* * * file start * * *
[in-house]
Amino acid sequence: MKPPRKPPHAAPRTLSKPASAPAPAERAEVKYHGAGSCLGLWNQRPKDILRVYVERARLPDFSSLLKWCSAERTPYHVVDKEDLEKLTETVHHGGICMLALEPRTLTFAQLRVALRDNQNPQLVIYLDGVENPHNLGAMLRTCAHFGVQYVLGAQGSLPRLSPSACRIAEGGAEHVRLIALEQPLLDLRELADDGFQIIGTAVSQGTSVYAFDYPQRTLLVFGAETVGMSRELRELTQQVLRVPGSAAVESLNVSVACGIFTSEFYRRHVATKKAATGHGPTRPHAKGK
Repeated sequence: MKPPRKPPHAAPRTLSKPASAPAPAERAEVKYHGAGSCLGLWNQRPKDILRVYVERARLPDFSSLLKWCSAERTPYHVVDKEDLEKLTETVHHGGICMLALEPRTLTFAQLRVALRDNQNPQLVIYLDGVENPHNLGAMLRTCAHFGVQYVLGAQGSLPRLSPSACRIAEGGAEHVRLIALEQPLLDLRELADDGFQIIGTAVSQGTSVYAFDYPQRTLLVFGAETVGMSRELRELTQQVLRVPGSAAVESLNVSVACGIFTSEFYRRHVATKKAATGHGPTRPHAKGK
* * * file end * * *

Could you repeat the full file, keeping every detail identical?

[in-house]
Amino acid sequence: MKPPRKPPHAAPRTLSKPASAPAPAERAEVKYHGAGSCLGLWNQRPKDILRVYVERARLPDFSSLLKWCSAERTPYHVVDKEDLEKLTETVHHGGICMLALEPRTLTFAQLRVALRDNQNPQLVIYLDGVENPHNLGAMLRTCAHFGVQYVLGAQGSLPRLSPSACRIAEGGAEHVRLIALEQPLLDLRELADDGFQIIGTAVSQGTSVYAFDYPQRTLLVFGAETVGMSRELRELTQQVLRVPGSAAVESLNVSVACGIFTSEFYRRHVATKKAATGHGPTRPHAKGK
Repeated sequence: MKPPRKPPHAAPRTLSKPASAPAPAERAEVKYHGAGSCLGLWNQRPKDILRVYVERARLPDFSSLLKWCSAERTPYHVVDKEDLEKLTETVHHGGICMLALEPRTLTFAQLRVALRDNQNPQLVIYLDGVENPHNLGAMLRTCAHFGVQYVLGAQGSLPRLSPSACRIAEGGAEHVRLIALEQPLLDLRELADDGFQIIGTAVSQGTSVYAFDYPQRTLLVFGAETVGMSRELRELTQQVLRVPGSAAVESLNVSVACGIFTSEFYRRHVATKKAATGHGPTRPHAKGK